Taking these away would leave Hoth's Corp with only 1 Panzer Division (not much of a Corp then) and deleting Kliest's XXXI Corps while only slightly bolstering the remaining Panzer Divisions with the left-overs.

Would it have made a difference to the outcome? Given the French command paralysis, probably not, but it certainly would have affected German planning which could have made a difference.
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Old 7th February 2018, 12:13 PM   #449
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Originally Posted by Hubert Cumberdale View Post
Czech tanks made up just about all of the 6th Panzer Division, and all of the medium tanks the 7th Panzer and 8th Divisions.

Taking these away would leave Hoth's Corp with only 1 Panzer Division (not much of a Corp then) and deleting Kliest's XXXI Corps while only slightly bolstering the remaining Panzer Divisions with the left-overs.

Would it have made a difference to the outcome? Given the French command paralysis, probably not, but it certainly would have affected German planning which could have made a difference.
Well the command paralysis was in no small part due to the speed of the German advance and the unexpected direction they came from. In 1938 it's debatable whether the Germans could have mounted such a swift assault with much more limited armour (especially bearing in mind they would potentially have to worry about the eastern front as well) and that the Ardennes attack plan wasn't formulated until much later and only adopted because of a chain of circumstances unlikely to be repeated in 1938.
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Old 7th February 2018, 02:07 PM   #450
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Originally Posted by Henri McPhee View Post
Personally, I think it would have been quite jolly to have gone to war in 1938 with the might of the Czechs as allies, and weak little Germany, the war might have been over by Christmas. It's just that Chamberlain was taking military advice at the time, and advice and information from our secret service about Hitler's intentions. Britain was not up to the job at the time, and public opinion could not be disregarded.

There is an interesting opinion from 1952 about all this. I'm not sure this is entirely accurate:

http://www.carrollquigley.net/misc/Q...hoslovakia.htm
What would have been the response in America if Czechs and Brits attacked Germany? Would it have reinforced as US isolationist position? Would Japan have moved on British far eastern possessions sooner?
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Old 7th February 2018, 03:18 PM   #451
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Originally Posted by Garrison View Post
Well the command paralysis was in no small part due to the speed of the German advance and the unexpected direction they came from. In 1938 it's debatable whether the Germans could have mounted such a swift assault with much more limited armour (especially bearing in mind they would potentially have to worry about the eastern front as well) and that the Ardennes attack plan wasn't formulated until much later and only adopted because of a chain of circumstances unlikely to be repeated in 1938.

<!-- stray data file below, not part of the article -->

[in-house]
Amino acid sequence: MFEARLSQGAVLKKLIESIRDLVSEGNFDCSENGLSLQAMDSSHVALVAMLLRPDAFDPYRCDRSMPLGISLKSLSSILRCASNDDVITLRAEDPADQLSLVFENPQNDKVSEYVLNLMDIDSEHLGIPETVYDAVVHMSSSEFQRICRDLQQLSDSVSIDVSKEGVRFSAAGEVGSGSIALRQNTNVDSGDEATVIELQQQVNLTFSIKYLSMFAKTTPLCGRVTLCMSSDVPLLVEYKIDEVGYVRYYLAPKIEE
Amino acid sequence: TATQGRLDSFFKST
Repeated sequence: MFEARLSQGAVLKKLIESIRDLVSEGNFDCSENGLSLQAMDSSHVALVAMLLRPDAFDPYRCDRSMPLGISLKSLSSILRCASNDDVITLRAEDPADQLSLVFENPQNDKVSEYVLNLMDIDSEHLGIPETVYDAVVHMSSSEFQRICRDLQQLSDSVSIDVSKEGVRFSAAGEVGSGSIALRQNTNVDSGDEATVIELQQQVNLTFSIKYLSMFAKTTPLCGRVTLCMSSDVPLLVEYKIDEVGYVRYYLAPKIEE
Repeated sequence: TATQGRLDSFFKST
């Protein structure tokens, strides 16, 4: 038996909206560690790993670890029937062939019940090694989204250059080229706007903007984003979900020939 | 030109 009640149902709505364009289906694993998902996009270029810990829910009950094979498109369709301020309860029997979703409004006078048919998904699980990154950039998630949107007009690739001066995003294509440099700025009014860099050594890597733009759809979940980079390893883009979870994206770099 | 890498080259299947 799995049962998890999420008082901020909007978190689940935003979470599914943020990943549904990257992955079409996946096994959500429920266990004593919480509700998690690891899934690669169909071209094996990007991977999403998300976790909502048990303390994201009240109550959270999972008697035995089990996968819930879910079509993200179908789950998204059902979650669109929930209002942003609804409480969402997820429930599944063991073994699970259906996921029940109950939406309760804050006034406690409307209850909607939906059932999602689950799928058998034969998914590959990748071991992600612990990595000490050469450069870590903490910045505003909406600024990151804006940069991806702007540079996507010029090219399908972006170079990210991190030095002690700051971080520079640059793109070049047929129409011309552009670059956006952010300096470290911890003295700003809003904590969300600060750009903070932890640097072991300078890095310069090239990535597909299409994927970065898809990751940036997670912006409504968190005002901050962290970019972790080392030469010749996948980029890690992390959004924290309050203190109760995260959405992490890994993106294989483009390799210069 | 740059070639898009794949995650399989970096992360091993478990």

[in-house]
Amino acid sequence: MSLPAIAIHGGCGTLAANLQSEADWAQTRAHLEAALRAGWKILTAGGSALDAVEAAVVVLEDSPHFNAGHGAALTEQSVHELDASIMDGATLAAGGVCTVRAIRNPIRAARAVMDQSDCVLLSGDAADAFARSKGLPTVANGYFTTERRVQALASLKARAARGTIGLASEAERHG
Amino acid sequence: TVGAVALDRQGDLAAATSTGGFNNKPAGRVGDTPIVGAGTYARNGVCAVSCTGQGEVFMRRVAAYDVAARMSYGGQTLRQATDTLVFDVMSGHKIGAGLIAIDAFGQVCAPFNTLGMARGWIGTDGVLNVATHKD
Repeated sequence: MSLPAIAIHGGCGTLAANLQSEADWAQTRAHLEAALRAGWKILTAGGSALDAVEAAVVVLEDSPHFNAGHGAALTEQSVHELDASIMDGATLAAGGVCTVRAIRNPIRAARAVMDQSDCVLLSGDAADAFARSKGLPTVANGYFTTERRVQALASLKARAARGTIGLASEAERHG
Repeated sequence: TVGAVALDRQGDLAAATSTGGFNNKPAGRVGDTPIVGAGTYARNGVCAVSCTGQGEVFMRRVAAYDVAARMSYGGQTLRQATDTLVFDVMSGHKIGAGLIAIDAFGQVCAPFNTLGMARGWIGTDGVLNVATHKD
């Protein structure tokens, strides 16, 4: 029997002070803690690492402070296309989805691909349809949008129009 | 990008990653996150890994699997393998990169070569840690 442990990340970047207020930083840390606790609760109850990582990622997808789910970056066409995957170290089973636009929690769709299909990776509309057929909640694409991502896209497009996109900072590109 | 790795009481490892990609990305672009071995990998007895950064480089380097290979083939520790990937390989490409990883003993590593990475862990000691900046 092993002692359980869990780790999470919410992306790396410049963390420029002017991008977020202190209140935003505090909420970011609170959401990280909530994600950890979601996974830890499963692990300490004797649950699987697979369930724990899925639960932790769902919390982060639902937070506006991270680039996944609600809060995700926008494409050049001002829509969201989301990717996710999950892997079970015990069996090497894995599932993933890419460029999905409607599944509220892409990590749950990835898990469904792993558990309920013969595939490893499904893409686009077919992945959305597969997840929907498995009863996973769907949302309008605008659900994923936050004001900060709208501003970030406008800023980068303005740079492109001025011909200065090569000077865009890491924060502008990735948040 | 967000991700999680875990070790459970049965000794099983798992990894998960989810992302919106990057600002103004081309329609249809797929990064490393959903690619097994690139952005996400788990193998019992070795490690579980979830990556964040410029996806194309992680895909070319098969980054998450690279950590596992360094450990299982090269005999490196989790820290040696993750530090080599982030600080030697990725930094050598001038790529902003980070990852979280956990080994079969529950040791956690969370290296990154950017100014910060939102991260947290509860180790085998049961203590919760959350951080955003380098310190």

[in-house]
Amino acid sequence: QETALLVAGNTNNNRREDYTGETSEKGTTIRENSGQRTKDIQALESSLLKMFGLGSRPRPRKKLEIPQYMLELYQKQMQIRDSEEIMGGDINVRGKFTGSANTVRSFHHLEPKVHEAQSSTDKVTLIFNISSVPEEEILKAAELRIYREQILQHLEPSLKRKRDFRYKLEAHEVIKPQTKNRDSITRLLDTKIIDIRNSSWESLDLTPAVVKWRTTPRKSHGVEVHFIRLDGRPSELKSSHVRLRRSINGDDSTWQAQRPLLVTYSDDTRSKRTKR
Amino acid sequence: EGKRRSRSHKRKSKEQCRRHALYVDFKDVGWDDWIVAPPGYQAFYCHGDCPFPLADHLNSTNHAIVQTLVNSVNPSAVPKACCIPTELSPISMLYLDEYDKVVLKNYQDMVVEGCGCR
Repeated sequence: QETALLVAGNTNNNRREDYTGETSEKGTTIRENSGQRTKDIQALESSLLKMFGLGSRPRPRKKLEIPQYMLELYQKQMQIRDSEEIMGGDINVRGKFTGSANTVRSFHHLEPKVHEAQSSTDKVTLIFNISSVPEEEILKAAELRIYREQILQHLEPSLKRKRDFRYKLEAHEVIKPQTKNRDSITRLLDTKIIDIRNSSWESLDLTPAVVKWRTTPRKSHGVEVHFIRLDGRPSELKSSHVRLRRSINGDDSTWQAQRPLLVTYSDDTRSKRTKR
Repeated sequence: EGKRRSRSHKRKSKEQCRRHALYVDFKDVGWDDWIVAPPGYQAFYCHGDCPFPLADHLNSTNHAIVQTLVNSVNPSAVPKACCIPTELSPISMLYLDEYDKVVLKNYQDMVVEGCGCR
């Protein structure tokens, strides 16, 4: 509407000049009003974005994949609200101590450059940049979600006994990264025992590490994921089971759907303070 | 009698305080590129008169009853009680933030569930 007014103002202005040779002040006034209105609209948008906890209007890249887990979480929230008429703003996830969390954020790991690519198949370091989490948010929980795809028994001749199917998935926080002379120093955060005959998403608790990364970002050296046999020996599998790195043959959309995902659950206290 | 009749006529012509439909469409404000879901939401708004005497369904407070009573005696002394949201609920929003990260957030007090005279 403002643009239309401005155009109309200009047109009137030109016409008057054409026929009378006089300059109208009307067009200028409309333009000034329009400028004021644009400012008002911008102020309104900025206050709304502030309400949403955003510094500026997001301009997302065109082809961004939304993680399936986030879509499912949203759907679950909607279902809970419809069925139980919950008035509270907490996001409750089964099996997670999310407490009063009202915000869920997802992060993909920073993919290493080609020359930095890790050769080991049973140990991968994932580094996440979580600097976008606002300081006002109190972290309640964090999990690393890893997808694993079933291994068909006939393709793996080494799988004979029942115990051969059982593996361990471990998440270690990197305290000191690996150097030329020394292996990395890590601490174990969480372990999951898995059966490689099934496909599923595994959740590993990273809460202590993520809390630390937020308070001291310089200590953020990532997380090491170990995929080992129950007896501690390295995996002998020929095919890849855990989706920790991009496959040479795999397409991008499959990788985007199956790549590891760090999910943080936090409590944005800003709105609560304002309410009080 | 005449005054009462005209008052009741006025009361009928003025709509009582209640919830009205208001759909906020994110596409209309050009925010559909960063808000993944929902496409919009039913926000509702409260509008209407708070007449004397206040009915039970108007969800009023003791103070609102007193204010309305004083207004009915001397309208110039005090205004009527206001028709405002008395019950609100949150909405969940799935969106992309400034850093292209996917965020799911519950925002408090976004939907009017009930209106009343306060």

True. I was just commenting on the hypothetical "what if" scenario where Germany has no Czech tanks in 1940.

Although I think if a glacier had invaded France in 1940 it would still be moving inside Gamelin's decision making circle, I don't think the Germans would have formulated anything like Plan Yellow with two fewer Panzer Corps than they actually had.
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Old 7th February 2018, 05:00 PM   #452
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Originally Posted by Tolls View Post
Fair point.
The Saar defences were not in existence, but the line behind them was.
In essence the earlier defences were intended to forestall an attack in depth, sacrificing the ground around Aachen.
Aachen is much futher north, it's near the Dutch-Belgian-German border tripoint. How much behind the Saar defences was the line behind them?

Originally Posted by Tolls View Post
The German plans (Green) had pretty much as many troops in the defences in the West as they had the following year, so that wouldn't make much odds.
OK. Which takes away from the offensive forces that could be deployed against CS.

Originally Posted by Tolls View Post
It is possible a solid Czech defense, with a more aggressive French attack, would result in the Germans deciding to withdraw troops to the French frontier. But that involves an aggressive French command, which does not seem to have been the case.
The latter seems to me to have been the most deciding factor in the abject failure of the 1939 "invasion".

Originally Posted by Tolls View Post
I'm also not convinced Poland would act.
After all, if they attacked Czechoslovakia then that would instantly open them up to Soviet reprisals.
And that would open up the possibility for the SU to transport troops and supplies to CS.
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Old 8th February 2018, 02:19 AM   #453